Ohio State has had three head coaches since the 1950s that have won at least as many national championships as Michigan has since 1948. Woody Hayes, Jim Tressel and Urban Meyer all reached the pinnacle of college football within their first four seasons of coaching.
For Hayes, his first five seasons were simply the start of an incredible 28-year career that saw him win five national championships and 13 Big-Ten championships. For Tressel, his first five seasons were followed by back-to-back national championship losses and ultimately the end of his time with the Buckeyes.
No one knows how Meyer’s final five seasons at Ohio State will go. The recruits sure look great now, but only time will tell if Meyer can cement himself as the greatest Buckeyes coach ever.
With that said, Meyer has now been at Ohio State for five seasons, it’s the #offseason, and I’m itching to do some comparing. Which Ohio State coach had the greatest first five seasons? Let’s first take a look some of each coach’s key statistics.
Those are three very impressive resumes, but it’s clear each coach has an edge in certain areas. Let’s dive into five key categories and see who comes out on top.
Michigan. Edge: Urban
Meyer is the the clear leader against That Team Up North at 5-0. He’s won against mostly solid Michigan teams as well, as his wins include three wins over top-20 Michigan teams. Meyer’s clear highlight was beating No. 3 ranked Michigan 30-27 in double OT in 2016, though his dominant 42-13 win over Jim Harbaugh and company in 2015 was legendary in its own right.
Tressel also killed it against Michigan, just like he said he would from day one. His 4-1 record came against five-consecutive ranked Michigan squads. Tressel’s signature win came at home against No. 12 Michigan in 2002 to go to the national championship, but shout-out to the 2004 Buckeyes for shocking No. 7 Michigan at home 37-21 in a huge upset.
Hayes lost two of his first three games against the Wolverines, but had back-to-back decisive victories in 1954 and 1955. After clinching a Rose Bowl berth after a 21-7 victory in 1954, Hayes traveled to Ann Arbor in 1955 and earned the only shutout among the group: a 17-0 victory of No. 6 Michigan.
Big Games. Edge: Jim Tressel
Hayes went 11-3-1 against the top-25, notching the fewest losses among the three coaches, but this category has to go to big-game Jim.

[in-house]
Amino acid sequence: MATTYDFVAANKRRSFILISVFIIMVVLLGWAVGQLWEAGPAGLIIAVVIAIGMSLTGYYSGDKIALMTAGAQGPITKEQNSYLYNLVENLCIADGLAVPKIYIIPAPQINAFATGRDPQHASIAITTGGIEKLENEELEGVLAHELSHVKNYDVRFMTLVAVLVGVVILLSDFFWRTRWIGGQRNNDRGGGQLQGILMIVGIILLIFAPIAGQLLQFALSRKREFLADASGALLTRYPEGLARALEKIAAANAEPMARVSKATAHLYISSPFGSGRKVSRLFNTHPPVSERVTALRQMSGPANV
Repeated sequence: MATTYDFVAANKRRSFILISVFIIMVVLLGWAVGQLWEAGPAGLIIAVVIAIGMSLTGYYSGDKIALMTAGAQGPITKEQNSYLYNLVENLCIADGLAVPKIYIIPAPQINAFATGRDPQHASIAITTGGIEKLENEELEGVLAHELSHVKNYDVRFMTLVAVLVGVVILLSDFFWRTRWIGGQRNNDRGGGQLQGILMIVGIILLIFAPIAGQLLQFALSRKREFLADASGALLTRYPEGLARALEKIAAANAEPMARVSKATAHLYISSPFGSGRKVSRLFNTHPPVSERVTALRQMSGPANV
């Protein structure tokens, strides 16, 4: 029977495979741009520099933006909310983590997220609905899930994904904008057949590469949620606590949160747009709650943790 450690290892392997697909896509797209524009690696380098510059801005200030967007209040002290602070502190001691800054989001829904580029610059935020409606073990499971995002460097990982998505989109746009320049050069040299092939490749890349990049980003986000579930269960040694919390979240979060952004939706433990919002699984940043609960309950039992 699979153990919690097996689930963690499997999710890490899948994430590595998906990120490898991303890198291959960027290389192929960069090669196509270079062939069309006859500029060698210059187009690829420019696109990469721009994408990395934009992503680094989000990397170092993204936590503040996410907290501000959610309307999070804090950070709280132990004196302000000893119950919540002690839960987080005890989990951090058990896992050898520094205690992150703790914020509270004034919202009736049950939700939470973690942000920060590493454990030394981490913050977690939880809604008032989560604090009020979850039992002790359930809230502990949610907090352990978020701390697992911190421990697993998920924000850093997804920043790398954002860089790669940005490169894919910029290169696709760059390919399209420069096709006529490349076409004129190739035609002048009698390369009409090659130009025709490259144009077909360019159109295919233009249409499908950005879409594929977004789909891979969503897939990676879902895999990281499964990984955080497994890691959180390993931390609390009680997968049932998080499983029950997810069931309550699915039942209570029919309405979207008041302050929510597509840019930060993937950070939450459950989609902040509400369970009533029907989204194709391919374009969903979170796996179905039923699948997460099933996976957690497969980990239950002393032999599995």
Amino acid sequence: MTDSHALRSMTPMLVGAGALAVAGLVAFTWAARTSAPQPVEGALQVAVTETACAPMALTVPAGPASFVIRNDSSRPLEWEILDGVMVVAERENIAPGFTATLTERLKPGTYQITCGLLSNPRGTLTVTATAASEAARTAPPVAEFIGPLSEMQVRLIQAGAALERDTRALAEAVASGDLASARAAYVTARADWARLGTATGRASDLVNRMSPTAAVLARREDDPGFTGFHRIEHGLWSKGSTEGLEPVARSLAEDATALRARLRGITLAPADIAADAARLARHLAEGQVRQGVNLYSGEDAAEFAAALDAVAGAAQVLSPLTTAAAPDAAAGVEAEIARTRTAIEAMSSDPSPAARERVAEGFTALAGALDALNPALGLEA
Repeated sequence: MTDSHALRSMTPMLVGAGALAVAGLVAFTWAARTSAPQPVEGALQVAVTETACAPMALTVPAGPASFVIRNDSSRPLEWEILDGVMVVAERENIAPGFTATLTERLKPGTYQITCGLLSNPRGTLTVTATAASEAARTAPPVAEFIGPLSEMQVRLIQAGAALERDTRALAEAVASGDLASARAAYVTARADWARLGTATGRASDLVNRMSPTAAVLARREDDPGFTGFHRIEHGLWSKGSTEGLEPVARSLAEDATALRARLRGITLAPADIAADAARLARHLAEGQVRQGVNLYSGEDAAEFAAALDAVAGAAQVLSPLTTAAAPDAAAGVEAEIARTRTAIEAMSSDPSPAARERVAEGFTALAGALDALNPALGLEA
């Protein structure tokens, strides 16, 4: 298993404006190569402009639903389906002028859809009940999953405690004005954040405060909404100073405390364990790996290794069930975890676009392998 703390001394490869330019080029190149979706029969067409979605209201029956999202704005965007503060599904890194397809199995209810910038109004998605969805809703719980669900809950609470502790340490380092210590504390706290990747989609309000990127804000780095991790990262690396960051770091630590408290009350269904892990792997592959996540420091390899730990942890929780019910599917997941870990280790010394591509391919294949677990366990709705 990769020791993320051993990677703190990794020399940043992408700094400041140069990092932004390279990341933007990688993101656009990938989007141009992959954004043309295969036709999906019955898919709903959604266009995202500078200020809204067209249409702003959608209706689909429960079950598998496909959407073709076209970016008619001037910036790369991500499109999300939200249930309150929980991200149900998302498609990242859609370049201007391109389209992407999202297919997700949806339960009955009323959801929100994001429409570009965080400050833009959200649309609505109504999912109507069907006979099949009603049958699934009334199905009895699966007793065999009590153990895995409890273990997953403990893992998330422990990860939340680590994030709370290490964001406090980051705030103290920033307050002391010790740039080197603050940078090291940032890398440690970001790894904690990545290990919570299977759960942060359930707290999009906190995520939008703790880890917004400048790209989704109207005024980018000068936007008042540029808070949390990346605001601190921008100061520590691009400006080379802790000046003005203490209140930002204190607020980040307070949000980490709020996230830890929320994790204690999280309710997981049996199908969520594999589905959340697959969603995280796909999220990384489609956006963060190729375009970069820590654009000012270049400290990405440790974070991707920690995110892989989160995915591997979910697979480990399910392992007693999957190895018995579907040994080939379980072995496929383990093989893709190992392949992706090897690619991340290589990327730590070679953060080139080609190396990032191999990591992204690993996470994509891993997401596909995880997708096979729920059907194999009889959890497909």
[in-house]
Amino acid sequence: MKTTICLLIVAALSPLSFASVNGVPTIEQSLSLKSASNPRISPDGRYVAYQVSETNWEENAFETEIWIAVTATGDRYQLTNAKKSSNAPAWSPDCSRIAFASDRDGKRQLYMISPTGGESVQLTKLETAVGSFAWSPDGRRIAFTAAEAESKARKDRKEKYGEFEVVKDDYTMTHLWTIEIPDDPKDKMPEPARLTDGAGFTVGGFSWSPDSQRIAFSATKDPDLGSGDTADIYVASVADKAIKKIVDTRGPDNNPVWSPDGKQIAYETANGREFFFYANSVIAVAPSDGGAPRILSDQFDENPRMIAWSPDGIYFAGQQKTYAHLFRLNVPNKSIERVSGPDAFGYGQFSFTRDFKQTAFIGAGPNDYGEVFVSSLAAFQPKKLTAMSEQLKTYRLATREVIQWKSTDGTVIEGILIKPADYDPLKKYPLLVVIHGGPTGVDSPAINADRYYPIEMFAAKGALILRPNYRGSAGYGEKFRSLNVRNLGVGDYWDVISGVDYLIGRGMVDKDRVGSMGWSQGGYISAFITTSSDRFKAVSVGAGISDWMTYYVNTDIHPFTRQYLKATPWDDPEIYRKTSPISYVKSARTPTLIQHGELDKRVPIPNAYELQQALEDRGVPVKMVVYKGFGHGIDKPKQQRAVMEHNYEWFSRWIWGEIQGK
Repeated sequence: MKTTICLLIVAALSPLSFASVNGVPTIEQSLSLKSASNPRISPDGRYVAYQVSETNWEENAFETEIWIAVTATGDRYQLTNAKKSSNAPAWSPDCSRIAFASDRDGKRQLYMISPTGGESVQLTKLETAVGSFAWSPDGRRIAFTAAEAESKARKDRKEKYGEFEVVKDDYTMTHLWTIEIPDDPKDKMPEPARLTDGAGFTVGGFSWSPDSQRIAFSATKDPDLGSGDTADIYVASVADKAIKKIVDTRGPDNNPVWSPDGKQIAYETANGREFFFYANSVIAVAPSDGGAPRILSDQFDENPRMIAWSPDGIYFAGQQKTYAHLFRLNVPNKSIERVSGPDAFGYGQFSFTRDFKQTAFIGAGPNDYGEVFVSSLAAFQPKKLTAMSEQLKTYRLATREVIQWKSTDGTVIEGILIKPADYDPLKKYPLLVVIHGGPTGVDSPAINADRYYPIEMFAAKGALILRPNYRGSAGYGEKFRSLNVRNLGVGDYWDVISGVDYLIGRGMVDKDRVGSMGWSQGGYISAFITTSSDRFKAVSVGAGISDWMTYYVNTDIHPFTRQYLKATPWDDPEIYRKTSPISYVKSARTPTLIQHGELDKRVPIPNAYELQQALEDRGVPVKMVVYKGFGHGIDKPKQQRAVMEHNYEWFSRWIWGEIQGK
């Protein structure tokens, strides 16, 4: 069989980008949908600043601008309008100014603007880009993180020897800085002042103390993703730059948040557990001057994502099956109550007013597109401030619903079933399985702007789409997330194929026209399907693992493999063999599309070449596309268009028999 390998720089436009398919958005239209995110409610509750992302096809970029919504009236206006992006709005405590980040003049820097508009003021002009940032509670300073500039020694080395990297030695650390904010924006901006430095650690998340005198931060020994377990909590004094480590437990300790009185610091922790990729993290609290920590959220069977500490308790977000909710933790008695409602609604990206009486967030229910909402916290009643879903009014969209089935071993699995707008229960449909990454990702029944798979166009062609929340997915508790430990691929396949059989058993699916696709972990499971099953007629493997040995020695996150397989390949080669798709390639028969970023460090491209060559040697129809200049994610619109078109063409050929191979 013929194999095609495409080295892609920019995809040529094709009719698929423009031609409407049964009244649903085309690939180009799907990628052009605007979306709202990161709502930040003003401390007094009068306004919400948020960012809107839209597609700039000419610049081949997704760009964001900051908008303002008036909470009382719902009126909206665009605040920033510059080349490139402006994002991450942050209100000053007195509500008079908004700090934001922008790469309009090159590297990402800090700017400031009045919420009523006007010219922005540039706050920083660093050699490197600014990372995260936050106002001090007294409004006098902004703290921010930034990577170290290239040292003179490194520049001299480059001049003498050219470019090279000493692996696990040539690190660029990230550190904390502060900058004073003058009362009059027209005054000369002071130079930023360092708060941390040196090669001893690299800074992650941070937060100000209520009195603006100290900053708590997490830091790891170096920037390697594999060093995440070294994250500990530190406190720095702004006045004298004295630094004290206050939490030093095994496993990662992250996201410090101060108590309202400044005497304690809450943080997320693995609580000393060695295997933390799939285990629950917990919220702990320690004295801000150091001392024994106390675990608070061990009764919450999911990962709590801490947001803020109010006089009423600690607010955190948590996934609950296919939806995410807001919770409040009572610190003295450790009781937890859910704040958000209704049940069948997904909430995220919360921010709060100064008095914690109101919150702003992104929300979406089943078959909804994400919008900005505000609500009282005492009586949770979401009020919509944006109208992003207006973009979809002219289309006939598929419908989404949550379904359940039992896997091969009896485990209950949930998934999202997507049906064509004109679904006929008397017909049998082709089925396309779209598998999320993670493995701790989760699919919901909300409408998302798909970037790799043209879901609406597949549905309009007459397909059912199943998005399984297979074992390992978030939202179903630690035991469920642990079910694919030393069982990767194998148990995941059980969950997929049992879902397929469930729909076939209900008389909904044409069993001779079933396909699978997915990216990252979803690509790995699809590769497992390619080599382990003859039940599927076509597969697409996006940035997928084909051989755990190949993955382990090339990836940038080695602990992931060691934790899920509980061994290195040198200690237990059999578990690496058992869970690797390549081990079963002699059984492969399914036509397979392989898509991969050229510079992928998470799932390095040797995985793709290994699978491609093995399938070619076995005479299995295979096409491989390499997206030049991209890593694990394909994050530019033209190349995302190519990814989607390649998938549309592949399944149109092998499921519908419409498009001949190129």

Tressel was consistently playing the country's best, as his 27 games against top-25 competition were eight more than Meyer and 12 more than Hayes. Tressel made a point of balling out against top-10 competition, notching a very solid 6-2 record. Where he truly stood out was in bowl games, where his 4-1 record surpasses Meyer’s 3-2 mark.
Meyer is an impressive 15-4 against top-25 competition, but Tressel’s early-career bowl success is overwhelming. Unfortunately for Hayes, only the Big-Ten champion was eligible to play in a bowl game (the Rose Bowl) up until 1975. That’s okay, because Hayes didn’t need to travel far to establish his legacy.
Conference Play. Edge: Woody Hayes
Hayes owned the Big Ten and is the only coach of the group to have two outright Big-Ten championship. He finished 24-7-2 overall against the Big Ten during his first five seasons and he didn’t lose in-conference in 1954 or 1955.
Tressel’s two Big-Ten championships included one that was shared in 2005. His 30-10 record against the Big Ten includes as many losses as Meyer and Hayes had combined during their first five seasons.
Meyer’s 40-3 record against the Big Ten is incredible. It’s not his fault his 2012 team didn’t have a chance to compete for championship glory, but even then he didn’t ever possess the same stranglehold on the conference that Hayes did. Sure, Meyer’s incredible two-year start against the Big Ten was great, but it culminated in a crushing defeat against Michigan State. Hayes managed to win all 13 of his Big-Ten matchups during 1954 and 1955 and helped establish the Buckeyes’ dominance over their conference.
Titles. Edge: Push
Each coach managed to secure one national championship. No one had an opportunity to win two, though teams in 1955, 2003, 2015 and 2016 certainly came close.
Overall Excellence. Edge: Urban
Meyer’s domination is simply unparalleled. He’s had two win streaks longer than anything that either Hayes or Tressel managed to string together during their first five years. Meyer’s 61-6 record is preposterous, but I think the most ridiculous stat is the fact that Meyer managed to score more points during his first five years than both Tressel and Hayes combined.
Tressel + Hayes point total = 2664. Meyer = 2731.
While Meyer earns this blogger’s approval, this study truly reflects the embarrassment of riches Ohio State has had at head coach for the better part of the last 60 years. Here’s to continued success in 2017 and beyond.